So to me, the question is not why did sauropods get so big, but why don’t mammals get bigger, and the answers are food and babies. That doesn’t tell us why birds don’t get bigger. It is true that eggs scale up and eventually the eggs get to be too big, but I’ve not heard an explanation for why that is true of birds even though it apparently wasn’t true of sauropods.


  8. William Miller Says:


    So, just to ask annoying but interesting questions: why were there no fifty-ton ceratopsians or hadrosaurs?

    As for food, would it make a difference that the Jurassic had a very different ecosystem?

  9. Matt Wedel Says:

    So, just to ask annoying but interesting questions:

    Nah, just interesting.

    why were there no fifty-ton ceratopsians or hadrosaurs?

    I say it’s because they chewed their food, and all that that implies.

    As for food, would it make a difference that the Jurassic had a very different ecosystem?

    Almost certainly! There was a talk at SVP a few years ago about how T. rex and other giant theropods couldn’t have been endotherms because they couldn’t have gotten enough food. I don’t buy it. Big predators are an epiphenomenon of big prey, and I think the big prey are at least partly explained by the probably high CO2 levels driving increased plant productivity. So trying to explain big predators by focusing on big predators is, to me, looking at the system from the wrong end.

    That’s not to say that cranking up the CO2 will necessarily produce sauropod- or even shantungosaur-sized herbivores and their attendant giant predators. But cranking up the CO2 in the presence of lineages that make more babies as they get bigger (unlike mammals) and don’t produce absurdly large eggs that rapidly become prohibitive (like birds) might explain a lot of why dinosaurs got big. For sauropods, add in the flip-top heads, no chewing, and pneumaticity to make long necks more feasible. I’d be shocked if that was the whole explanation–but I’ll be equally shocked if that handful of factors aren’t a big part of whatever the answer turns out to be.

    Feel free to tear all this apart. That’s apparently what the intertoobs are for. :-)

  10. William Miller Says:

    Ah, yes … that makes lots of sense.

    I think that explains the normal sauropods (is there any such thing?) quite well. Something like Amphicoelias, though … I bet there’s something else going on – that structure had to be incredibly well engineered. (If the fossil bone was *that* fragile, maybe it was incredibly pneumatic?)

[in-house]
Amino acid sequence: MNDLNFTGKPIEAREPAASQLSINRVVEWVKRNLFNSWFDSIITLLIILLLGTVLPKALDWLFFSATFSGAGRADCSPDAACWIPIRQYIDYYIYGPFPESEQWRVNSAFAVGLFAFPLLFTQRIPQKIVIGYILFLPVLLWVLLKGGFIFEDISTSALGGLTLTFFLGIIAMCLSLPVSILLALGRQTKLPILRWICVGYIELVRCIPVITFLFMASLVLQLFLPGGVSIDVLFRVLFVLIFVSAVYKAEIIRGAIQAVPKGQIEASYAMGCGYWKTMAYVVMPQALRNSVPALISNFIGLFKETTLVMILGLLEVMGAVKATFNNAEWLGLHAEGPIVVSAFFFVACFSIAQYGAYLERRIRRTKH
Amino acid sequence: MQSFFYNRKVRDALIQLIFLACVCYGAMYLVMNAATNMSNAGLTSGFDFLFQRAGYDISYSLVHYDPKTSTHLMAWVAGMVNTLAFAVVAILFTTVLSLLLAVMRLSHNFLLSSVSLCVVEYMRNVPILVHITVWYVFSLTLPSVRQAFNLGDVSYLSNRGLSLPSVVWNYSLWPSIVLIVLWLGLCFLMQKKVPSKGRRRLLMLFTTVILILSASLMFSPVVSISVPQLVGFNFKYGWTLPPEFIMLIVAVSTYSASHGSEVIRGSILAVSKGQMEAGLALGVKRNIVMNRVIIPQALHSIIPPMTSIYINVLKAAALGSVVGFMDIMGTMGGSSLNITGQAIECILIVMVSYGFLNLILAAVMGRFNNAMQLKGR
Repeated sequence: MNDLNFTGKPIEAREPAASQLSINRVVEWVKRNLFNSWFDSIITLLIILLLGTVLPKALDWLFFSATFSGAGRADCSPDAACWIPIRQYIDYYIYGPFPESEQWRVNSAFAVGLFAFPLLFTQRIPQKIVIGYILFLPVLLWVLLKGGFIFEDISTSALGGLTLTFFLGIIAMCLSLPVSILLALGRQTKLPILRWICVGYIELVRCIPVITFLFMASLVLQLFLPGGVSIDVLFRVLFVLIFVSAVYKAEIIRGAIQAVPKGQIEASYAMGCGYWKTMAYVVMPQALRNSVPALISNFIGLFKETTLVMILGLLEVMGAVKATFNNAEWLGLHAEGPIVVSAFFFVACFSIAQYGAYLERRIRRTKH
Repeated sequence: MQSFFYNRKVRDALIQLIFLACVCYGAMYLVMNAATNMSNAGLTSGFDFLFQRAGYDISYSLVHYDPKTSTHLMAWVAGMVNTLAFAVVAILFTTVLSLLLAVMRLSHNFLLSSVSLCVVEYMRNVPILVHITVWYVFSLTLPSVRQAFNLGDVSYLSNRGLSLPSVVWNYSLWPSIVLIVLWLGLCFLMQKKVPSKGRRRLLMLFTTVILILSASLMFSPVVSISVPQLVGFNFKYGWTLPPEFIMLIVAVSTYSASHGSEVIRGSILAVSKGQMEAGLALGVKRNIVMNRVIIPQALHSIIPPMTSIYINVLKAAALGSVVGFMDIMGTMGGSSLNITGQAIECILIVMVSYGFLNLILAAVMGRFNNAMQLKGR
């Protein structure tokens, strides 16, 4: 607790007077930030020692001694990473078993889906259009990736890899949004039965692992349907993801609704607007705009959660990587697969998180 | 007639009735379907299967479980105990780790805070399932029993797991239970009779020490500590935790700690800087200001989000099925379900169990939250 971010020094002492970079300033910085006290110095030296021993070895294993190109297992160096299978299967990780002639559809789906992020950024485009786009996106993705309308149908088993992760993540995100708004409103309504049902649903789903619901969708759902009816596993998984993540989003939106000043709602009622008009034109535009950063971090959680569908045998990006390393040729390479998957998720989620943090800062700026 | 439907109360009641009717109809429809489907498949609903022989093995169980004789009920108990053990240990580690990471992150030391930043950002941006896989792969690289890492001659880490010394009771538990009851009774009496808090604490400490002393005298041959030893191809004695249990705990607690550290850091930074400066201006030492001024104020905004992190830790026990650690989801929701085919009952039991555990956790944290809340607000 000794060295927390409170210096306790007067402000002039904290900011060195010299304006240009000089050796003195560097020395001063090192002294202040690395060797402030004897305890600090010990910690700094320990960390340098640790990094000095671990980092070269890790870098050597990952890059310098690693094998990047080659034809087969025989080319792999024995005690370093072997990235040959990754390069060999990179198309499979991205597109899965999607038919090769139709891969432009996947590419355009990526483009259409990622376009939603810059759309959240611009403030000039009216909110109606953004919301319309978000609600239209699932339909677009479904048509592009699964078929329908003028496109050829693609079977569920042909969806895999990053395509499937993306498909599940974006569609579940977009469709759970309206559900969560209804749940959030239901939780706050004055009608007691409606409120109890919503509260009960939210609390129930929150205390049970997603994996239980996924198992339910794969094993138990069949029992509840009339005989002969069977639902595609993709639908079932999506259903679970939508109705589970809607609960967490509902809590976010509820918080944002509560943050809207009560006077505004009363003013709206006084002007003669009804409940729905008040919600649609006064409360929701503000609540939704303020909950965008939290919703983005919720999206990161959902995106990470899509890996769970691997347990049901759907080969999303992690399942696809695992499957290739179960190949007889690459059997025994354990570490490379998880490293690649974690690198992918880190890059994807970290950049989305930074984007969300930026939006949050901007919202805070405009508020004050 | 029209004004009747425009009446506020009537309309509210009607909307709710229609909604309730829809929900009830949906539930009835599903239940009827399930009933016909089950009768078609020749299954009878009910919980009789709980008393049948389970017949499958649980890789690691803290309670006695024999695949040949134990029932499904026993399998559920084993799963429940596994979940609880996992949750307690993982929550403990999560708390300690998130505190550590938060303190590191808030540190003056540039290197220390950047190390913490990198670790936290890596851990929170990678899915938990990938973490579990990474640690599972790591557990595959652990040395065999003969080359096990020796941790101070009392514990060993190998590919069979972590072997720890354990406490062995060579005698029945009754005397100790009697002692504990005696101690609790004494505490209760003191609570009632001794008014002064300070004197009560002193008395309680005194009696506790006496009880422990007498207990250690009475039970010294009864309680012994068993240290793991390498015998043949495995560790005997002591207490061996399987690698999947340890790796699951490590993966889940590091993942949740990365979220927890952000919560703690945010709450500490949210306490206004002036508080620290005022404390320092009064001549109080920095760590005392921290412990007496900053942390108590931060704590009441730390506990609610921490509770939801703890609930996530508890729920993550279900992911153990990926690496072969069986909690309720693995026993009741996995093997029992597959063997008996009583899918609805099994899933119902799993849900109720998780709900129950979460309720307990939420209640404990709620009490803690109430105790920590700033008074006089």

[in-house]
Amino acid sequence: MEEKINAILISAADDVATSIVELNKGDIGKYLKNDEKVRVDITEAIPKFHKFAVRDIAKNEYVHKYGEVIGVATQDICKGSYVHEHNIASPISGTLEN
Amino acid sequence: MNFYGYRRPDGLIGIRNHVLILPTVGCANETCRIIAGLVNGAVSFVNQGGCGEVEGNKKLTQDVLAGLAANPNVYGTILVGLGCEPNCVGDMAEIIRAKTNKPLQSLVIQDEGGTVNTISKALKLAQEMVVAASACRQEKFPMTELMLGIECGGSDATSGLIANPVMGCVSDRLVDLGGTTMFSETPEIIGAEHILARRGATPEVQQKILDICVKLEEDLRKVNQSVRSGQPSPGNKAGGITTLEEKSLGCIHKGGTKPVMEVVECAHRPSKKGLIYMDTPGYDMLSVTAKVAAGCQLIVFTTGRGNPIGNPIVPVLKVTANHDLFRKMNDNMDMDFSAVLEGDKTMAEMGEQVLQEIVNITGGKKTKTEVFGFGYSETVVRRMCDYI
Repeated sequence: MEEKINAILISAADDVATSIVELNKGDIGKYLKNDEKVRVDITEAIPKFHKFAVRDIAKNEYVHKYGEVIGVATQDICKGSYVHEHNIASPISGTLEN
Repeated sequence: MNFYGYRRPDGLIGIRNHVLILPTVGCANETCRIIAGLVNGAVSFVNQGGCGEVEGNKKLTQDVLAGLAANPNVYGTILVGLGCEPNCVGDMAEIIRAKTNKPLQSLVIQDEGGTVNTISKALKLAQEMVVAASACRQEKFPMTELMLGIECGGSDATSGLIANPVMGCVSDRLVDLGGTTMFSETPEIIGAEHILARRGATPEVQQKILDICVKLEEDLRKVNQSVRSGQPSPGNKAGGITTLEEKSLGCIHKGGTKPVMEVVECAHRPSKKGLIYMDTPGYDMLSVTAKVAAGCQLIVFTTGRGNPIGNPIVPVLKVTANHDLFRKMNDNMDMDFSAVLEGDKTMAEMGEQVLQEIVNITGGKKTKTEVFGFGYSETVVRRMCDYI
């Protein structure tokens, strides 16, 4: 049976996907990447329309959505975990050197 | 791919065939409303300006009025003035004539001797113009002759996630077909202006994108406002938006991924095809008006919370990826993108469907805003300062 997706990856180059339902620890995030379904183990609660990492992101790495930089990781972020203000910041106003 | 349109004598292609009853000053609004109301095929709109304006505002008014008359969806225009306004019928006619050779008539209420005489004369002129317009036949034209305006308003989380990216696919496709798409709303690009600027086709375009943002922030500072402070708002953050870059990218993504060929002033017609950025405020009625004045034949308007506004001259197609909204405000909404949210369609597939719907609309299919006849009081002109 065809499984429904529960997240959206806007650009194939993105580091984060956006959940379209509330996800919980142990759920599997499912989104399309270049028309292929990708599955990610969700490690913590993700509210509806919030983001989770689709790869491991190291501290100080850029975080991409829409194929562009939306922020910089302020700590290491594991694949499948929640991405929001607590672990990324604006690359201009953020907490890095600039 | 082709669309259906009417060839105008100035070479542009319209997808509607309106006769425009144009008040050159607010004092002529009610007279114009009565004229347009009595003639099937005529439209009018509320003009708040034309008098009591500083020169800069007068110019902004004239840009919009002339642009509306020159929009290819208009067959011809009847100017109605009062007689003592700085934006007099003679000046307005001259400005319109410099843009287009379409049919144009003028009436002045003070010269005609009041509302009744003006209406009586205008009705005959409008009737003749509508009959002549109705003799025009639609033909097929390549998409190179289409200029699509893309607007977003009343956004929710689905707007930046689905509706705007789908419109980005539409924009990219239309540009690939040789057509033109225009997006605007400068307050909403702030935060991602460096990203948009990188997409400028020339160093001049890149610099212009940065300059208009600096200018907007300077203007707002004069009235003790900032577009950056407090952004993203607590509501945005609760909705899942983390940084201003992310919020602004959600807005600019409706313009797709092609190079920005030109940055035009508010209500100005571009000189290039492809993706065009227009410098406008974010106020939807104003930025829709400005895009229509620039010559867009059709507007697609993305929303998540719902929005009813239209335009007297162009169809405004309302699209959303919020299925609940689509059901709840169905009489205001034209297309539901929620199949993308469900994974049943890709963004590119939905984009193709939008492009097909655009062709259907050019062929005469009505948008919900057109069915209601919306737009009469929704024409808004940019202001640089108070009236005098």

11. Matt Wedel Says:

    Yeah, maybe. The freaky thing about pneumaticity is that it can go a lot farther than you might think. That’s sort of the point of the post, but there are even weirder examples out there. There was a paper out a couple of years ago on the pneumatic “bone foam” inside a toucan’s beak, which is the lightest form of bone ever discovered. Working backward from the published density, I figure it must be upward of 95% air by volume, maybe 97-98%. That is scary.

    I really, really hope that some more of A. fragillimus comes to light some day, and if it does, I expect its level of pneumaticity to be seizure-inducing.

  12. Mike from Ottawa Says:

    ” ” why were there no fifty-ton ceratopsians or hadrosaurs? ”

    I say it’s because they chewed their food, and all that that implies. ”

    If growing big was A Good Thing and chewing gets in the way of growing big, why did large ceratopsians and hadrosaurs (and elephants and indricotheres) not give up chewing and become really, really big?

    Oh, and how pneumatic were pterosaurs by comparison? Or do I need to ask that at Pterosaur Skull Picture Of the Week?

  13. Nathan Myers Says:

    MfO: Since we’ve already established that pterosaurs were just hyperspecialized sauropod neural spines, any pterosaur topic is apropos here. (And nigersaurus was a skim-feeder.)

  14. William Miller Says:

    The question of why no giant birds is a really good one. Before I found this blog, I would have thought it was because of pneumatic bones, but obviously not.

    Maybe there has never been a time period when birds had a chance to grow without competition (flightless birds usually have trouble competing). New Zealand and Madagascar might not have been big enough to support sauropod-scale birds (I doubt that, though, because Sri Lanka has elephants). But even that wouldn’t explain why ostriches couldn’t outcompete giraffes as high browsers…

    Another uninformed question: do the pneumatic cavities in vertebrae line up when those vertebrae are articulated? If so, a sauropod spine could be structurally modeled as a pipe or hollow tube…

  15. Andreas Johansson Says:

    Might the lack of gigantic birds have something do do with bipedality? Large herbivores are mostly quadrupedal.